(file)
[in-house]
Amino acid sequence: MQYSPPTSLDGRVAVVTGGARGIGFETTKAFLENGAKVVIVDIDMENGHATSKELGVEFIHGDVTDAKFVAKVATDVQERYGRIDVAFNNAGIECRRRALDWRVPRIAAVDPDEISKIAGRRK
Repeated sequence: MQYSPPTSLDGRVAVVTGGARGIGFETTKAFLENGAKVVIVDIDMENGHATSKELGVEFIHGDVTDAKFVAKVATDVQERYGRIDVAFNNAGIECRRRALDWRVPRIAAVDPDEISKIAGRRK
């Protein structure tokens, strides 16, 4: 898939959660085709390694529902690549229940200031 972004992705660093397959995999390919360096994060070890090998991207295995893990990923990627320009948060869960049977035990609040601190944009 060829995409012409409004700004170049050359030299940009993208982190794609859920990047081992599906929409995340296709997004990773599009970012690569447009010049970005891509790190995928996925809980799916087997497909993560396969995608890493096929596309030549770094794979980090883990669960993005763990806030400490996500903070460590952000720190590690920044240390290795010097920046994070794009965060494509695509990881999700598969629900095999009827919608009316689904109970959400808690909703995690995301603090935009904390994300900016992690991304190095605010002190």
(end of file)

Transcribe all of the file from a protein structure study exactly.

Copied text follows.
[in-house]
Amino acid sequence: MQYSPPTSLDGRVAVVTGGARGIGFETTKAFLENGAKVVIVDIDMENGHATSKELGVEFIHGDVTDAKFVAKVATDVQERYGRIDVAFNNAGIECRRRALDWRVPRIAAVDPDEISKIAGRRK
Repeated sequence: MQYSPPTSLDGRVAVVTGGARGIGFETTKAFLENGAKVVIVDIDMENGHATSKELGVEFIHGDVTDAKFVAKVATDVQERYGRIDVAFNNAGIECRRRALDWRVPRIAAVDPDEISKIAGRRK
């Protein structure tokens, strides 16, 4: 898939959660085709390694529902690549229940200031 972004992705660093397959995999390919360096994060070890090998991207295995893990990923990627320009948060869960049977035990609040601190944009 060829995409012409409004700004170049050359030299940009993208982190794609859920990047081992599906929409995340296709997004990773599009970012690569447009010049970005891509790190995928996925809980799916087997497909993560396969995608890493096929596309030549770094794979980090883990669960993005763990806030400490996500903070460590952000720190590690920044240390290795010097920046994070794009965060494509695509990881999700598969629900095999009827919608009316689904109970959400808690909703995690995301603090935009904390994300900016992690991304190095605010002190």